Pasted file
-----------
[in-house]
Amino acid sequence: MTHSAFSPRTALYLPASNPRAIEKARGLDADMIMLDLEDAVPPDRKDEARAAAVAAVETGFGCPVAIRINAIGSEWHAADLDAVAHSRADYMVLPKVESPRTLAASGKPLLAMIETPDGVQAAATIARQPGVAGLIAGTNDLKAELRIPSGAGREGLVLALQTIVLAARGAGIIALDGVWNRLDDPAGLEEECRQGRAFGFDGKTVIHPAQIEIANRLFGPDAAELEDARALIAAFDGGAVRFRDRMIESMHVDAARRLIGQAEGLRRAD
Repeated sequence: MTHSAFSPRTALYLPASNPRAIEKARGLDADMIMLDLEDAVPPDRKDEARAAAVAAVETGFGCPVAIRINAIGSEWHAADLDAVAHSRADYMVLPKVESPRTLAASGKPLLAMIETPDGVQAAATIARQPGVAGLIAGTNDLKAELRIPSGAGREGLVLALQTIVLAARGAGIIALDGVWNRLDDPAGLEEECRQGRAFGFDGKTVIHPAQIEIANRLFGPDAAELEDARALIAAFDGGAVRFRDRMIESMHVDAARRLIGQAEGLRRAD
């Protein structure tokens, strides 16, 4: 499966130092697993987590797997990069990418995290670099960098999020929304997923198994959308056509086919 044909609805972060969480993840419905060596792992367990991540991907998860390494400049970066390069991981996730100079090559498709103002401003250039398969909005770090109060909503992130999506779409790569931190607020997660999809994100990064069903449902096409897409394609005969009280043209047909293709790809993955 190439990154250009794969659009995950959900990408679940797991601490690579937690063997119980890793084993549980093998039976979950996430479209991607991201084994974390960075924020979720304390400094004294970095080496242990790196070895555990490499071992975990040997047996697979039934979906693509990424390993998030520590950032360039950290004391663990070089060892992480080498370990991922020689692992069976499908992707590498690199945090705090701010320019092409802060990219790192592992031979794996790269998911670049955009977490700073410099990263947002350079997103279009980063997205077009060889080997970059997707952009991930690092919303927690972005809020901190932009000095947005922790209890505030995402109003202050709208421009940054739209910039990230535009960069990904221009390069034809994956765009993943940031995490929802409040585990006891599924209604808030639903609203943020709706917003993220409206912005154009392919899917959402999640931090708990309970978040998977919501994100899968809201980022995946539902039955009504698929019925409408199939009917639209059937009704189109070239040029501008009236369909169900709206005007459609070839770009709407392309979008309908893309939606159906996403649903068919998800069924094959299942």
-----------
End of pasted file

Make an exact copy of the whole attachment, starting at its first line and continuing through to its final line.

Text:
[in-house]
Amino acid sequence: MTHSAFSPRTALYLPASNPRAIEKARGLDADMIMLDLEDAVPPDRKDEARAAAVAAVETGFGCPVAIRINAIGSEWHAADLDAVAHSRADYMVLPKVESPRTLAASGKPLLAMIETPDGVQAAATIARQPGVAGLIAGTNDLKAELRIPSGAGREGLVLALQTIVLAARGAGIIALDGVWNRLDDPAGLEEECRQGRAFGFDGKTVIHPAQIEIANRLFGPDAAELEDARALIAAFDGGAVRFRDRMIESMHVDAARRLIGQAEGLRRAD
Repeated sequence: MTHSAFSPRTALYLPASNPRAIEKARGLDADMIMLDLEDAVPPDRKDEARAAAVAAVETGFGCPVAIRINAIGSEWHAADLDAVAHSRADYMVLPKVESPRTLAASGKPLLAMIETPDGVQAAATIARQPGVAGLIAGTNDLKAELRIPSGAGREGLVLALQTIVLAARGAGIIALDGVWNRLDDPAGLEEECRQGRAFGFDGKTVIHPAQIEIANRLFGPDAAELEDARALIAAFDGGAVRFRDRMIESMHVDAARRLIGQAEGLRRAD
């Protein structure tokens, strides 16, 4: 499966130092697993987590797997990069990418995290670099960098999020929304997923198994959308056509086919 044909609805972060969480993840419905060596792992367990991540991907998860390494400049970066390069991981996730100079090559498709103002401003250039398969909005770090109060909503992130999506779409790569931190607020997660999809994100990064069903449902096409897409394609005969009280043209047909293709790809993955 190439990154250009794969659009995950959900990408679940797991601490690579937690063997119980890793084993549980093998039976979950996430479209991607991201084994974390960075924020979720304390400094004294970095080496242990790196070895555990490499071992975990040997047996697979039934979906693509990424390993998030520590950032360039950290004391663990070089060892992480080498370990991922020689692992069976499908992707590498690199945090705090701010320019092409802060990219790192592992031979794996790269998911670049955009977490700073410099990263947002350079997103279009980063997205077009060889080997970059997707952009991930690092919303927690972005809020901190932009000095947005922790209890505030995402109003202050709208421009940054739209910039990230535009960069990904221009390069034809994956765009993943940031995490929802409040585990006891599924209604808030639903609203943020709706917003993220409206912005154009392919899917959402999640931090708990309970978040998977919501994100899968809201980022995946539902039955009504698929019925409408199939009917639209059937009704189109070239040029501008009236369909169900709206005007459609070839770009709407392309979008309908893309939606159906996403649903068919998800069924094959299942």